The six-point plan proposed by the Board of Freeholders involves greater service coordination among its own agencies as well as with independent groups that connect with county residents.
By Matt Skoufalos | September 13, 2017
As many as 65,000 people are living in poverty in Camden County, but only about 500 to 600 of them at a time may be homeless.
The county government thinks it can do something about those numbers, and on Wednesday unveiled a multi-point plan to address the issue.
“Can homelessness ever be reduced to zero?” asked Freeholder Director Louis Cappelli, Jr.
“We think so,” he said.
Homelessness reflects a variety of complicated social conditions, from mental health and addictions to joblessness, disaster recovery, and re-entry to civic life after prison, said Freeholder Carmen Rodriguez. That can make it difficult to define precisely who is homeless and what services they need. The new push is intended to streamline the intake and assessment of some of the most vulnerable people in the county, she said.
“When you have to go from one agency to another, that in itself becomes a hurdle,” Rodriguez said, “especially when you are at risk of losing your job, or possibly losing your child, or your property, which you could lose because you leave it unguarded.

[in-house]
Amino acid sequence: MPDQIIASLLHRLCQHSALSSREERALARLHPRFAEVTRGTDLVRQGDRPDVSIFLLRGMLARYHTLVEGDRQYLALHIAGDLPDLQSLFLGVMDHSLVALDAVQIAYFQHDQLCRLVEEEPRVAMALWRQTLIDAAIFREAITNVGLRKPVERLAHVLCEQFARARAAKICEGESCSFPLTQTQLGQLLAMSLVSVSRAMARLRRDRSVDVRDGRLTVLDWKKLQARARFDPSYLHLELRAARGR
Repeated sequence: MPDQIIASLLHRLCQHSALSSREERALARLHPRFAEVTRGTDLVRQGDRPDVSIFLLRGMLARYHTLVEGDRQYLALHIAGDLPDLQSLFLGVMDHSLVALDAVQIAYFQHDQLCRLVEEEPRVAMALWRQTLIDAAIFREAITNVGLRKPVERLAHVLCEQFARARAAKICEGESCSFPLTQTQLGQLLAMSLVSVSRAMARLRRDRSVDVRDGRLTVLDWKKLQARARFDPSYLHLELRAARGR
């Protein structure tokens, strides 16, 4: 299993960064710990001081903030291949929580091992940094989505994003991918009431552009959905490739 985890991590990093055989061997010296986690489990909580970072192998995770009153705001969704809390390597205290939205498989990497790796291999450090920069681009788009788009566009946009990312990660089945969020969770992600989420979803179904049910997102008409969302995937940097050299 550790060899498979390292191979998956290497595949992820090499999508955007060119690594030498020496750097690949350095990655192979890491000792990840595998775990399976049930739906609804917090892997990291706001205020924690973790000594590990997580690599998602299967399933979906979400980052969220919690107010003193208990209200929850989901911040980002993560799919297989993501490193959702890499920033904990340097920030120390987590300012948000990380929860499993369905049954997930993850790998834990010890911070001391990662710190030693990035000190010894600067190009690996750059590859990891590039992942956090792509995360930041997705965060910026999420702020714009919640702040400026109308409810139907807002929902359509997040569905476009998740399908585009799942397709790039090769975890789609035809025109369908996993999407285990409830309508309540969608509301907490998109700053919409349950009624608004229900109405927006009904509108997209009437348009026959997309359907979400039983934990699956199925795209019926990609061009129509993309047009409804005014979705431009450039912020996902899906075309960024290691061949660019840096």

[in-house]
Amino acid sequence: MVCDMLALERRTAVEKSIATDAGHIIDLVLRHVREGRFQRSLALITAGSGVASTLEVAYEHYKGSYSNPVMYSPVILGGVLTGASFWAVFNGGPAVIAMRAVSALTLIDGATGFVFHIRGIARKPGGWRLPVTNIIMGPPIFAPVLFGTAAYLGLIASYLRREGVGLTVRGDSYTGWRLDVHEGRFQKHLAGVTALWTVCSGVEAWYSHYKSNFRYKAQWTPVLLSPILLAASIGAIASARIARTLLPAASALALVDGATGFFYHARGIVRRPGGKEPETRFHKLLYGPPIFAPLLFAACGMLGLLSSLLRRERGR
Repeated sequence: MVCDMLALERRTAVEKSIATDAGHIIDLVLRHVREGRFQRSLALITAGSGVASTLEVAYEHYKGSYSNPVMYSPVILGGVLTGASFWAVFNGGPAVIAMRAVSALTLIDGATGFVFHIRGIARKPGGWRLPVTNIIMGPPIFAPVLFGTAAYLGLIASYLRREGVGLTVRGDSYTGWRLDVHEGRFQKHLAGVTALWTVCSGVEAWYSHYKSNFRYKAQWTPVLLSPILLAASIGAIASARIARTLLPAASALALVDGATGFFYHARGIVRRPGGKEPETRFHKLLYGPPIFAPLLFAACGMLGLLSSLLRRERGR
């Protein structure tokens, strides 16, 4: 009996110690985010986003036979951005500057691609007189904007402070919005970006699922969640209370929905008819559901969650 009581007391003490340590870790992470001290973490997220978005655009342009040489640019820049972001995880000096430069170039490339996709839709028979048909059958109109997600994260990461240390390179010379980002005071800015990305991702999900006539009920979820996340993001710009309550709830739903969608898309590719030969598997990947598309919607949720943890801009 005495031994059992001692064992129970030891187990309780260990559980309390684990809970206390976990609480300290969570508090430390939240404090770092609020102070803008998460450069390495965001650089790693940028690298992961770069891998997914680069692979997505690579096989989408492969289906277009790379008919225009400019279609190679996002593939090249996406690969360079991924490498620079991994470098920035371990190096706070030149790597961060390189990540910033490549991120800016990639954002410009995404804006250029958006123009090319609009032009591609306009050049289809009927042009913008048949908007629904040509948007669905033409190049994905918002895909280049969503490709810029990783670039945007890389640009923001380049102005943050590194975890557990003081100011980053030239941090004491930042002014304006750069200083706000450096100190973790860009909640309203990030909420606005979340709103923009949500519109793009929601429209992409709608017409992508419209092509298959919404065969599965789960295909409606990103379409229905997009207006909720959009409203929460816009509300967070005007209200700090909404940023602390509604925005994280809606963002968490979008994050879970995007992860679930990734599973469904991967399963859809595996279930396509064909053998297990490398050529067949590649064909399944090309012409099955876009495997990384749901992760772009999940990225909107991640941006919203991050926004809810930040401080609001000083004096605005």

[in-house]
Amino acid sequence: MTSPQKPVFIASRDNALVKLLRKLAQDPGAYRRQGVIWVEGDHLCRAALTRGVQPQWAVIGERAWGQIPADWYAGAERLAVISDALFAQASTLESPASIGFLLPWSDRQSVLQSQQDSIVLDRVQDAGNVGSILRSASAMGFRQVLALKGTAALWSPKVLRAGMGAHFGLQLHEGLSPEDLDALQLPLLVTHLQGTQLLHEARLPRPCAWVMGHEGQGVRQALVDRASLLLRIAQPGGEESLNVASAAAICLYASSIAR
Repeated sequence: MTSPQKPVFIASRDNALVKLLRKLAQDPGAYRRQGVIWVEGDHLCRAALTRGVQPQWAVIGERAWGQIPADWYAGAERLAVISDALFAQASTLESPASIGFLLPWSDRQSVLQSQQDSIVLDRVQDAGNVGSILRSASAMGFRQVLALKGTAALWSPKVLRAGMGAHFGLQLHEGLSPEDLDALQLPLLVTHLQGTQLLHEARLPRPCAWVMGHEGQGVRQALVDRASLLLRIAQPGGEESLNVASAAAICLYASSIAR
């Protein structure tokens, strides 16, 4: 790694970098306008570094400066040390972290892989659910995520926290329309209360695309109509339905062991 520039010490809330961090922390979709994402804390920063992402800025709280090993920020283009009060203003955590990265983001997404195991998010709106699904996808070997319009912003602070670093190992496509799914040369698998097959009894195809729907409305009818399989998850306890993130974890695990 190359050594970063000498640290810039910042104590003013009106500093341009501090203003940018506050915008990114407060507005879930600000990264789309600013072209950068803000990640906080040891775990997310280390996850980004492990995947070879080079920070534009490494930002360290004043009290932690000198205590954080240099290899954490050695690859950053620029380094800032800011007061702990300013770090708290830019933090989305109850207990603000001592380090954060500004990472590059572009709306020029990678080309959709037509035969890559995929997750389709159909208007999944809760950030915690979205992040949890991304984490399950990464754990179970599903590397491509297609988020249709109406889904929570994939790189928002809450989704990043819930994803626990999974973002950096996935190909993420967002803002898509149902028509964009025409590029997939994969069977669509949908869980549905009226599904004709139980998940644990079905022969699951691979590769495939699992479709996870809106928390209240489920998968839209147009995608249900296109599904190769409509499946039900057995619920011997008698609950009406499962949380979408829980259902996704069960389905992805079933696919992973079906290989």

“The answer to our problems begins with our agencies doing what they do best in collaboration, and then filling in the gaps,” she said. “Let’s get people housed and help our community grow.”
As Rodriguez outlined it, the county’s six-point plan includes:
• occasional resource fairs uniting its social service partners under one roof
• housing-first initiatives for homeless people with medical needs
• a rapid re-entry program to help incarcerated people to transition to civic life
• a 24-hour Homeless Navigator system that tracks the county-wide homeless population and matches them with the services they require
• expanded partnerships among governmental and non-governmental social service agencies
• vocational initiatives that connect homeless people with opportunities for day work
“It is our hope that this coordination will bring the services to the individuals who need them rather than requiring these individuals to chase after these services,” Rodriguez said.
The Homeless Navigator Initiative is one among a handful of safety-net initiatives administered by the Volunteers of America Delaware Valley (VOADV). Its Chief Operating Officer, Pat McKernan, said most of the efforts will be coordinated through a single point of intake at the VOADV shelter at 1812 Federal Street in Camden, and that the project is “changing the paradigm of how we provide social services.
“Clients don’t do well with fragmented care,” McKernan said. “It’s our responsibility to make sure that they are engaged and led into services that they want to participate in.”
McKernan said the agency will measure the success of the program by tracking the number of times its representatives encounter people on the street, how many engagements people have before they join the program, and how many enroll in services overall.
“A lot of that is relationship-building,” McKernan said.
“I see us as navigators, advocates, and being the person who helps.”